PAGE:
Tyson Foods unveils 4-prong plan to restore its chicken business’ competitiveness, reverse earnings drop

By Elizabeth Crawford

- Last updated on GMT

Source: Getty/ Stephen Simpson
Source: Getty/ Stephen Simpson

Related tags Tyson foods Poultry Chicken COVID-19

Tyson Foods is aggressively repositioning itself as a sought-after workplace, investing in automation and other operational performance improvements and reinforcing its leadership position through marketing and innovation in order to reverse sharp earnings declines in poultry despite steadily increasing sales in the category over the past five years.

Since 2016, Tyson’s poultry business has suffered a dramatic mismatch between its earnings and operating margins and its sales, the company’s poultry group president David Bray acknowledged during Tyson’s Investor Day presentation yesterday.

He explained that while sales have steadily grown at a compound annual rate of 5% from $10.9b in fiscal year 2016 to $13.7bn in fiscal year 2021, earnings have dropped – slowly at first from $1.58bn in 2016 to $1.19b in 2019, and then more sharply to $611m in 2021. As a result, the adjusted operating margins shrunk from 11.9% in 2016 to 0.2% in 2021.

Unwilling to see earnings drop even further, Bray says the entire Tyson team is “laser focused on restoring the competitiveness of the chicken business.”

He added, now is the time for the turnaround because US consumption of poultry is expected grow at least 1% over the next decade and chicken consumption per capital in the country is expected to increase from 96 pounds in 2020 to 101 pounds by 2030.

The root of the problem

Recognizing there is no silver bullet to restore Tyson’s chicken business, the company is tailoring its response to address multiple root causes to the decline.

A major contributor to the decline of Tyson’s chicken profitability was a drop in harvest rates below full capacity as the company focused on buying versus growing, Bray said, noting that Tyson is currently operating at about 80% of its current 47 million head per week capacity.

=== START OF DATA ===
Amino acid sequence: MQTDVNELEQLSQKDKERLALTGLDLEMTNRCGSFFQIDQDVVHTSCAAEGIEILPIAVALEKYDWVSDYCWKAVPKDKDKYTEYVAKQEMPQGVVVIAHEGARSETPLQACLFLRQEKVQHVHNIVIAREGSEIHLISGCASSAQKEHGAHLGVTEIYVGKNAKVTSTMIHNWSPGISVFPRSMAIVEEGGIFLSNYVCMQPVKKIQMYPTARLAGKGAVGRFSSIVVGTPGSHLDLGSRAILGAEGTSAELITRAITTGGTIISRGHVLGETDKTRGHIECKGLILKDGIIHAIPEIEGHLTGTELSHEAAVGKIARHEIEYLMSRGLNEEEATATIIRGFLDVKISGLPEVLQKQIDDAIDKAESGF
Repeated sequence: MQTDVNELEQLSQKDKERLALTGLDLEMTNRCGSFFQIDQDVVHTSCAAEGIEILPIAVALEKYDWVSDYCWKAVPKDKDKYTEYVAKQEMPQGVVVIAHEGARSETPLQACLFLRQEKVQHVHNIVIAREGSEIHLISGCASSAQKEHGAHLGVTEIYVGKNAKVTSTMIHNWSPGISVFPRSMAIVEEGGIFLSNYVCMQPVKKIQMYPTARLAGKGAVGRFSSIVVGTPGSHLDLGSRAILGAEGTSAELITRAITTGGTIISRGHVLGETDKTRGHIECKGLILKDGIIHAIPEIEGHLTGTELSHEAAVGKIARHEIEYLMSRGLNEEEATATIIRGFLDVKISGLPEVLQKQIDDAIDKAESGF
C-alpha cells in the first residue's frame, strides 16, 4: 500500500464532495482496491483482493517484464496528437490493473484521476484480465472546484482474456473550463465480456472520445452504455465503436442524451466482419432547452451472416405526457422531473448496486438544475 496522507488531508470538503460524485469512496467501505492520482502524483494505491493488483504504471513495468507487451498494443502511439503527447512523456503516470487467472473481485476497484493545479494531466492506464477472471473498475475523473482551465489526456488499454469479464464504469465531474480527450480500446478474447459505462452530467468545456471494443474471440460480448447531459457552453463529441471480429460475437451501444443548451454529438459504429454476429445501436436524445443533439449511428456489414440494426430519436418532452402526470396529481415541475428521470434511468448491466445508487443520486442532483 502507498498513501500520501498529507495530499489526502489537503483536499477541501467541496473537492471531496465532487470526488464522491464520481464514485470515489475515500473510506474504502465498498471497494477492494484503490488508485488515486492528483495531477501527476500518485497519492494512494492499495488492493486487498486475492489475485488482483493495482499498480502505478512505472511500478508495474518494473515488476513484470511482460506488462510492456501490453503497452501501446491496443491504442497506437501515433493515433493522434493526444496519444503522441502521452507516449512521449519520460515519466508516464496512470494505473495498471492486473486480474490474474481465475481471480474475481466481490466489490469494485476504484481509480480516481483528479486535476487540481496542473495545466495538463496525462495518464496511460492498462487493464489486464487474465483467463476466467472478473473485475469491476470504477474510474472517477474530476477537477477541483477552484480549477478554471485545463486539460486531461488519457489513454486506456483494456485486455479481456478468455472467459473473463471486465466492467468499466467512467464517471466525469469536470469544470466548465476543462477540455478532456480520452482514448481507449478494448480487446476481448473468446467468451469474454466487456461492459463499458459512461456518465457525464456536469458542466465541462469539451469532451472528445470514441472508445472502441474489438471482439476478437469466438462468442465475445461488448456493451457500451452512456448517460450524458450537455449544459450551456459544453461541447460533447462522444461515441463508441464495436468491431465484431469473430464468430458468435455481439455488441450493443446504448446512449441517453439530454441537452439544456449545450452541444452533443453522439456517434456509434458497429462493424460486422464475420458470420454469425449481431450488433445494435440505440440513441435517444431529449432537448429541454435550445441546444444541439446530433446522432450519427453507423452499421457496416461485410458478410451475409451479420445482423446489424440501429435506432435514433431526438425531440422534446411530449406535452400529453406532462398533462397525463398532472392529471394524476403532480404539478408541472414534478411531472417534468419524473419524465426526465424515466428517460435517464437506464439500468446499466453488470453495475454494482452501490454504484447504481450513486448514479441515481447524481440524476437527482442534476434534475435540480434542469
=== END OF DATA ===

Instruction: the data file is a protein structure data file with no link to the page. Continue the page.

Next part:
In addition, he said, plant performance has deteriorated as Tyson ceded mix to mitigate labor challenges.

Finally, he noted, Tyson has not been able to fully offset through price or performance improvements additional overhead costs since the beginning of the pandemic, including from additional safety measures and rising inflation.

“We are correcting these issues through our four-pillar strategy. We made changes to our organization to ensure we have the right teams dedicated to the solutions and to ensure that this does not happen again,”​ Bray said. “All our decisions will be made in service to growing the business and generating an attractive return on capital over time.”

Rebuilding Tyson’s workforce

The first pillar in Tyson’s strategy to regain a sustainable leadership position in chicken is to “become the most sought-after place to work” – ​a potentially tall-order after the company’s missteps early in the pandemic, but as CEO and president Donnie King explained, Tyson has made strides to prioritize worker safety.

“The health, safety and wellness of our team members is our top priority. We are proud of our accomplishments related to our COVID-19 vaccine mandate in the US,”​ which included requiring all US team members to be fully vaccinated by Nov. 1, as well as broader investments to reinforce safety such as hiring a chief medical officer, investing in health clinics and wellness programs and investing in process control optimization to create better workflow, he said.